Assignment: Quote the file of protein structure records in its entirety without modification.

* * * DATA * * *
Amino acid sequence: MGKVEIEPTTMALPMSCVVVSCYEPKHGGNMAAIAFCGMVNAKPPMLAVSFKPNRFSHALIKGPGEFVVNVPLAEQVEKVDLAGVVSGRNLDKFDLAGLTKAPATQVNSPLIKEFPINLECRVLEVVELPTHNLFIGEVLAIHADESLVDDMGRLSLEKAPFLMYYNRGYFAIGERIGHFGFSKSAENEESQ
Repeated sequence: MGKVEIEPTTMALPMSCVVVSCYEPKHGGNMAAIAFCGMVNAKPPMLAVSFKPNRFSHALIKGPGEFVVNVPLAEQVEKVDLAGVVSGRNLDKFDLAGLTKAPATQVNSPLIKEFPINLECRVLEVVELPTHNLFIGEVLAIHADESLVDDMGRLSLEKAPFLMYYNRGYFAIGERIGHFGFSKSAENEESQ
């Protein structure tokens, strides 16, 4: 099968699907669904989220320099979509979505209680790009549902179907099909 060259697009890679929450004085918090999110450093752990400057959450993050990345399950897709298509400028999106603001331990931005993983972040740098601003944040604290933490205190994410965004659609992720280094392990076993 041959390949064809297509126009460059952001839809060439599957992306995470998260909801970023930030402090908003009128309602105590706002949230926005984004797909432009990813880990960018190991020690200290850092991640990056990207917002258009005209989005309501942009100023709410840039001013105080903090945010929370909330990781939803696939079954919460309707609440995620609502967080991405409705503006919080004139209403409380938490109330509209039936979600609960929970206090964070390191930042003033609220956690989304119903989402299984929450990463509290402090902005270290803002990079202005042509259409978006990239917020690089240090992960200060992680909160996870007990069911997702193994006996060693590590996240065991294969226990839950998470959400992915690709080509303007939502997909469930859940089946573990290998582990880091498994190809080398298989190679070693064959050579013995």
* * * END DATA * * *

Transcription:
Amino acid sequence: MGKVEIEPTTMALPMSCVVVSCYEPKHGGNMAAIAFCGMVNAKPPMLAVSFKPNRFSHALIKGPGEFVVNVPLAEQVEKVDLAGVVSGRNLDKFDLAGLTKAPATQVNSPLIKEFPINLECRVLEVVELPTHNLFIGEVLAIHADESLVDDMGRLSLEKAPFLMYYNRGYFAIGERIGHFGFSKSAENEESQ
Repeated sequence: MGKVEIEPTTMALPMSCVVVSCYEPKHGGNMAAIAFCGMVNAKPPMLAVSFKPNRFSHALIKGPGEFVVNVPLAEQVEKVDLAGVVSGRNLDKFDLAGLTKAPATQVNSPLIKEFPINLECRVLEVVELPTHNLFIGEVLAIHADESLVDDMGRLSLEKAPFLMYYNRGYFAIGERIGHFGFSKSAENEESQ
């Protein structure tokens, strides 16, 4: 099968699907669904989220320099979509979505209680790009549902179907099909 060259697009890679929450004085918090999110450093752990400057959450993050990345399950897709298509400028999106603001331990931005993983972040740098601003944040604290933490205190994410965004659609992720280094392990076993 041959390949064809297509126009460059952001839809060439599957992306995470998260909801970023930030402090908003009128309602105590706002949230926005984004797909432009990813880990960018190991020690200290850092991640990056990207917002258009005209989005309501942009100023709410840039001013105080903090945010929370909330990781939803696939079954919460309707609440995620609502967080991405409705503006919080004139209403409380938490109330509209039936979600609960929970206090964070390191930042003033609220956690989304119903989402299984929450990463509290402090902005270290803002990079202005042509259409978006990239917020690089240090992960200060992680909160996870007990069911997702193994006996060693590590996240065991294969226990839950998470959400992915690709080509303007939502997909469930859940089946573990290998582990880091498994190809080398298989190679070693064959050579013995």